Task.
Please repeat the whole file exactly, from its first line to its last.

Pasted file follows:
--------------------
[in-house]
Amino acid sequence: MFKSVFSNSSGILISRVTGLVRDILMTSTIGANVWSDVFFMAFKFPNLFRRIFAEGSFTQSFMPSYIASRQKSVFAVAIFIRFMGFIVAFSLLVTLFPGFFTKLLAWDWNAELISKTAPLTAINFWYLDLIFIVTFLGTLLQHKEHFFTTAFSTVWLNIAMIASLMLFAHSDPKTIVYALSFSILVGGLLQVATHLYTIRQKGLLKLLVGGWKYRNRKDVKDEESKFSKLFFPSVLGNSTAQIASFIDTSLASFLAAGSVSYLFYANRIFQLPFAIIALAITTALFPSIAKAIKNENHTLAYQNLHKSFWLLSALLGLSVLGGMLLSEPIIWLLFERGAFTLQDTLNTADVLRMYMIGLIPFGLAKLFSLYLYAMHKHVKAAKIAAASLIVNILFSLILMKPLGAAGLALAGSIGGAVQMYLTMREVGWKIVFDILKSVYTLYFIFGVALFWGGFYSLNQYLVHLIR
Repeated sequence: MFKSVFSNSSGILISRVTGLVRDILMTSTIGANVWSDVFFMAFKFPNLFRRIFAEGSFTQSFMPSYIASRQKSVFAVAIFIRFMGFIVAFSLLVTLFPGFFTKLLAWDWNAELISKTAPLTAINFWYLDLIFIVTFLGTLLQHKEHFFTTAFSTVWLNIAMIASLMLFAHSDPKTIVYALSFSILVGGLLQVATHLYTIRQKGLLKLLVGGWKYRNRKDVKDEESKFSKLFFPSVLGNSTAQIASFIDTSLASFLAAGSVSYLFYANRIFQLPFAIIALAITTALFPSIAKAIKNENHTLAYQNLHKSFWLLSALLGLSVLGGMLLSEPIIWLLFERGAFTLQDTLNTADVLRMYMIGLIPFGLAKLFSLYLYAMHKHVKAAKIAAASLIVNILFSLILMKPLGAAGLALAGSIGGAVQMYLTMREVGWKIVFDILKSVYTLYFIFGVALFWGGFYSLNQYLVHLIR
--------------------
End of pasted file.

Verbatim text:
[in-house]
Amino acid sequence: MFKSVFSNSSGILISRVTGLVRDILMTSTIGANVWSDVFFMAFKFPNLFRRIFAEGSFTQSFMPSYIASRQKSVFAVAIFIRFMGFIVAFSLLVTLFPGFFTKLLAWDWNAELISKTAPLTAINFWYLDLIFIVTFLGTLLQHKEHFFTTAFSTVWLNIAMIASLMLFAHSDPKTIVYALSFSILVGGLLQVATHLYTIRQKGLLKLLVGGWKYRNRKDVKDEESKFSKLFFPSVLGNSTAQIASFIDTSLASFLAAGSVSYLFYANRIFQLPFAIIALAITTALFPSIAKAIKNENHTLAYQNLHKSFWLLSALLGLSVLGGMLLSEPIIWLLFERGAFTLQDTLNTADVLRMYMIGLIPFGLAKLFSLYLYAMHKHVKAAKIAAASLIVNILFSLILMKPLGAAGLALAGSIGGAVQMYLTMREVGWKIVFDILKSVYTLYFIFGVALFWGGFYSLNQYLVHLIR
Repeated sequence: MFKSVFSNSSGILISRVTGLVRDILMTSTIGANVWSDVFFMAFKFPNLFRRIFAEGSFTQSFMPSYIASRQKSVFAVAIFIRFMGFIVAFSLLVTLFPGFFTKLLAWDWNAELISKTAPLTAINFWYLDLIFIVTFLGTLLQHKEHFFTTAFSTVWLNIAMIASLMLFAHSDPKTIVYALSFSILVGGLLQVATHLYTIRQKGLLKLLVGGWKYRNRKDVKDEESKFSKLFFPSVLGNSTAQIASFIDTSLASFLAAGSVSYLFYANRIFQLPFAIIALAITTALFPSIAKAIKNENHTLAYQNLHKSFWLLSALLGLSVLGGMLLSEPIIWLLFERGAFTLQDTLNTADVLRMYMIGLIPFGLAKLFSLYLYAMHKHVKAAKIAAASLIVNILFSLILMKPLGAAGLALAGSIGGAVQMYLTMREVGWKIVFDILKSVYTLYFIFGVALFWGGFYSLNQYLVHLIR